Thursday starts with my very own personalized “The Terminal” experience. Advancing a paraglider laden cart through a patrol circuit of domestic, international and US departures.
For 8 hours.
The only thing breaking the monotony – a visit to the bag wrapping store. Ten dollars for peace of mind that I won’t need to dry a soaked through reserve from a passing storm as baggage is loaded or face a broken shoulder strap that became jammed in a conveyer. Small price to pay and a welcome distraction from the to and fro.
1530 hrs creeps into view.
My imaginary gatekeeper, forcing this circuit, relents. Wasting no time, I check my Saran Wrap’d wing and bee line for security.
On the other side, near Gate 64, awaits the first part of a self-gifted 40th b-day present.
Yes ladies and gents, this year we fly in style.
Once inside, we find:
A well stocked open bar.
Choice of wine and coffee.
And seating aplenty.
To top this all off, I even happen to chance upon a former colleague with whom I had worked on EAs Need For Speed franchise many a moon before.
8PM rolls around and its time to make our way to the gate. The steerage is growing restless, jockeying for position in some vain hope they might get on ahead of the person next to them.
Ushered onboard ahead of the stampede, I climb the stairs of the 747-400 to the upper deck and look for my seat – the much coveted 64A. 64A is a lie flat pod that is blessed with a unique location that effectively seals if off from the remainder of the cabin. No one walking past or over.
No departure is complete without the traditional glass of champagne.
This evening the upper deck is an oasis of tranquility in comparison to the cacophony of screaming babies and banshee snorers located below.
Take off is non eventful, though it is quite noticeable how much slower the Queen of the Skies is in relation to newer, more powerful offerings. It does not take long before menus are handed out and dinner orders are taken.
Roasted Pear with baby lettuce, spiced pecans, and crumbled goats cheese.
Fresh seasonal salad served with vinaigrette.
Chilled main course salad of grilled chicken supreme with cranberry, apricot, and wheatberry.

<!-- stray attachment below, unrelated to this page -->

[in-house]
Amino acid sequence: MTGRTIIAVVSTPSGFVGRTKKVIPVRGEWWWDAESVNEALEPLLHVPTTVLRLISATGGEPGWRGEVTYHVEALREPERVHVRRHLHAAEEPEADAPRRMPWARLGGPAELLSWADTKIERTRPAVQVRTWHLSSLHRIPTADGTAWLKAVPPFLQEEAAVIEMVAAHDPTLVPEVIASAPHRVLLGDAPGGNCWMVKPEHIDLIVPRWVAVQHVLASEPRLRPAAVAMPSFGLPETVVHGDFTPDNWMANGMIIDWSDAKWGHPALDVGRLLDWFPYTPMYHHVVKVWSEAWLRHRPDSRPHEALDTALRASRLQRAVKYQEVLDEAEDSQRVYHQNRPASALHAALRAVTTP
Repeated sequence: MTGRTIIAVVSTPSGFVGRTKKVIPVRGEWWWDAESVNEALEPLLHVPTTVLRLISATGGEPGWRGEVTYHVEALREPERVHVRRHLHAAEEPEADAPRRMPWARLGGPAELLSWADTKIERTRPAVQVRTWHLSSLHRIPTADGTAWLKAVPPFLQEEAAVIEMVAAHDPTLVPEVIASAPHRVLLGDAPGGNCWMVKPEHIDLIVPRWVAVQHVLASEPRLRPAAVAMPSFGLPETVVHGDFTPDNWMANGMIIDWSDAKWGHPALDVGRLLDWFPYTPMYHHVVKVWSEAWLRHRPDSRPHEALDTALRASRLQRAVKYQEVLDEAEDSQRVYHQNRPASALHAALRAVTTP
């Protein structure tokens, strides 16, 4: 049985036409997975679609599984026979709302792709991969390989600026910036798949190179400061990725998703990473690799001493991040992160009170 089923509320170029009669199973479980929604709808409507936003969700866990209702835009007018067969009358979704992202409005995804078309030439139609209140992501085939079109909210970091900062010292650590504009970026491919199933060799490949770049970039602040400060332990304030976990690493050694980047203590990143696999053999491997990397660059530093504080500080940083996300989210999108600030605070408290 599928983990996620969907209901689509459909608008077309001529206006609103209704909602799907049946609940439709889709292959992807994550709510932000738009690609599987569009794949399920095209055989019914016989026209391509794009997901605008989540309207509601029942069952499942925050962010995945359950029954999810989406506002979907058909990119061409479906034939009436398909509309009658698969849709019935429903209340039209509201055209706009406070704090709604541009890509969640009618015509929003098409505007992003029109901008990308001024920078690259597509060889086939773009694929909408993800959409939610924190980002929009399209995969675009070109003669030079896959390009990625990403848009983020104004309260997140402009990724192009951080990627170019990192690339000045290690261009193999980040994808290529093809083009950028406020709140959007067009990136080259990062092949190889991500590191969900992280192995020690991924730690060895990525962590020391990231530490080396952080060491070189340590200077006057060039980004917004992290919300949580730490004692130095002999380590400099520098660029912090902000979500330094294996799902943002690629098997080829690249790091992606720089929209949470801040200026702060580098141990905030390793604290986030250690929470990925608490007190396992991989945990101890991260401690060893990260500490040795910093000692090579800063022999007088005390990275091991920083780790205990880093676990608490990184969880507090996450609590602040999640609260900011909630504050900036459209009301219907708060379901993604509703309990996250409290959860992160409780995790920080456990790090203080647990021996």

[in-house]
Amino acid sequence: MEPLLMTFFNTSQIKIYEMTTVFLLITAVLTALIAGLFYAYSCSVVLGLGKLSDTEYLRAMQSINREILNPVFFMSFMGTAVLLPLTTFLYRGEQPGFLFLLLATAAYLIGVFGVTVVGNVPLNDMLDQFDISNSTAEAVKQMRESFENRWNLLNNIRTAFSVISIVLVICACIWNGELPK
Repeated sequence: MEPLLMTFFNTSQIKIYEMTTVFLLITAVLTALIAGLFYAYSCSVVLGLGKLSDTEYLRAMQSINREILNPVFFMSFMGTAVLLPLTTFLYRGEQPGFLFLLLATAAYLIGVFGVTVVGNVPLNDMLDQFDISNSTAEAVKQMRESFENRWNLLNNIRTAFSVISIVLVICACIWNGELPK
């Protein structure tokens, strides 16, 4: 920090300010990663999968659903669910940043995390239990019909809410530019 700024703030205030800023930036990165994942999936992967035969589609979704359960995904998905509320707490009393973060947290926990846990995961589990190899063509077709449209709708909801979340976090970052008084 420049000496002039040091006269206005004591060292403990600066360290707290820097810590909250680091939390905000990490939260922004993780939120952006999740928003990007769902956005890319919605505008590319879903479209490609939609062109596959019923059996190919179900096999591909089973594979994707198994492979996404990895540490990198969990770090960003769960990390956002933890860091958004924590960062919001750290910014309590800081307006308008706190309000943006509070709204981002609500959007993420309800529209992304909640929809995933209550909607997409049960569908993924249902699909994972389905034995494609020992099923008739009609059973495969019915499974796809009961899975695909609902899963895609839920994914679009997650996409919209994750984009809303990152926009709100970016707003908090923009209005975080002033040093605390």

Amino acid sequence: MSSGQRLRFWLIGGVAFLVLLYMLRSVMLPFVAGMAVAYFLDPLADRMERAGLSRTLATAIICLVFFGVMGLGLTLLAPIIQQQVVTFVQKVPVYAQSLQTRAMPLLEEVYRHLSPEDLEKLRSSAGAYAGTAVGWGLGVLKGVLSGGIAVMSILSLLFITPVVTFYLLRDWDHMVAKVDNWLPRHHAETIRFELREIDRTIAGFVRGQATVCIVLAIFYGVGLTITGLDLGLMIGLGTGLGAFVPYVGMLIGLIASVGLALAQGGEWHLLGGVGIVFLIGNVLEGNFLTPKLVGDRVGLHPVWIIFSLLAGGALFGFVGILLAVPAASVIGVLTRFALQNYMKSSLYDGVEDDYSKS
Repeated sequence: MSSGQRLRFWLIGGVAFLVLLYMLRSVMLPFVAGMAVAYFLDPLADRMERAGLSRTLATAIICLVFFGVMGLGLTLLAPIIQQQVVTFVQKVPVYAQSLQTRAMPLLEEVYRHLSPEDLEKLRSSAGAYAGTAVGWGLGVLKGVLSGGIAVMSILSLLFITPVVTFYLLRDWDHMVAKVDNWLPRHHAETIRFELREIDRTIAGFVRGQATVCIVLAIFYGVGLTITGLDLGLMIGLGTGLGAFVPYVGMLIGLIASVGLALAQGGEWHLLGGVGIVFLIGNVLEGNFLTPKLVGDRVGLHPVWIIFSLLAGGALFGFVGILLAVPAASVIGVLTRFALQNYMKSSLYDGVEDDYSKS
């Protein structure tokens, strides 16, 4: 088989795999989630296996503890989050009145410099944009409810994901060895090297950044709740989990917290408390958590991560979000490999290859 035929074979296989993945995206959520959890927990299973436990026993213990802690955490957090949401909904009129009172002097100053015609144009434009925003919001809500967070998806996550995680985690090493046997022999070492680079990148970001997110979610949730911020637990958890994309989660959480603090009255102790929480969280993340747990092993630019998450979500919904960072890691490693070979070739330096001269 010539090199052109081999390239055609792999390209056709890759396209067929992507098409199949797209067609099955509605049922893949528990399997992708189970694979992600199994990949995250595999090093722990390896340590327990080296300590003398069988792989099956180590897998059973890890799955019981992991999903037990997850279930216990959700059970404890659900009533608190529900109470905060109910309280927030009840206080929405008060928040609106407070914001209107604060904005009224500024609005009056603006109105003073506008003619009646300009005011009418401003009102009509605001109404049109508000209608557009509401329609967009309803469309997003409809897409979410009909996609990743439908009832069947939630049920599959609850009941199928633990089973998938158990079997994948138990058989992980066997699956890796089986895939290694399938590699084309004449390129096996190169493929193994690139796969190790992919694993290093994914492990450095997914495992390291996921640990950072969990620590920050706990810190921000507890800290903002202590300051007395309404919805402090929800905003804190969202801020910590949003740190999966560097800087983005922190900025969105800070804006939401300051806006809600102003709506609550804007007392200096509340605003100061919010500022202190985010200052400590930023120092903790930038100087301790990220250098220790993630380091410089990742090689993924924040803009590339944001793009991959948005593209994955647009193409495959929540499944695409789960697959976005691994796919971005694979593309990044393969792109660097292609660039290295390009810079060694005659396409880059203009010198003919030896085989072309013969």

I forego desert, reconfigure the seat into a bed, and call it a night.
Tomorrow – Heathrow.
Heathrow holding pattern – an aerial labyrinth into which many a flight enter possibly to never be heard from again.
So went the warning from the captain, but we have a trump card.
A medical emergency (which turned out to be a false alarm, but that wasn’t discovered until we were at the gate).
A rapid descent and a straight in approach – no time was wasted getting us a gate. The paramedics pile onto the plane, check the woman downstairs over and give the all clear.
One way to ensure you make a tight connection, I guess.
The herd crawls its way off the plane and brings with it a revelation. I used to be of the opinion that the title of slowest moving mammal on the planet was held by the old ladies driving on No.3 Road in Richmond.
Not anymore – now it’s Brits with drag bags disembarking a plane. If there was a fire, long pork BBQ would the daily special.
Nary a Canuck flag visible on my kit, I take on the mantle of quintessential Yank and unapologetically shoulder my way through the gelatinous mass of frequent fliers.
I make my way through Terminal 5, following the stream of Purple Flight Connections signs to an awaiting bus to take me to …
Take a well planned and laid out airport terminal – Heathrow Terminal 1 is everything but. Look up Charlie Foxtrot in a dictionary, you will likely something akin to see also LHR Terminal 1.
The terminal itself was a ghost town, perhaps being used as a set for the next installment of 28 Days Later. Few living souls, aside from myself and the security staff.
Not one to dwell, I get lost a few times before eventually stumbling upon the BA International Lounge near Gate 5. A few more hours killed before I make my way to the gate holding my flight to Marseille.
I am starting to learn, anything involving a mix of Brit and French travellers is destined to become a gong show. The recent French ATC strike has resulted in the flight being oversold (not to mention the mass of standbys). Bodies are packed into the tube of a waiting area, trying to inch closer to the gate door. Each knows that the last on will have no where to stash their bags and will have to use the dreaded under seat storage, eating away at what pittance of leg room BA has gifted them on the A319.
The tension builds, as do tempers. Finally the CSR relents and starts to call rows. I snag my aisle seat in Club Europe and do not have too long a wait before we depart. Another uneventful flight, aside from a cheese offering with the meal that had to rank amongst the worst things I had ever tasted. Note to self: avoid cheese sporting its own ecosystem of flora.
In Marseille, I have the info desk ring up the hotel for the shuttle, and make my way to the curbside waiting area. Tipping the driver comes with an unexpected benefit as he also works behind the front desk. A room upgrade and a half price breakfast.
Not long afterwards fatigue over takes me and I call it a night with an early start planned.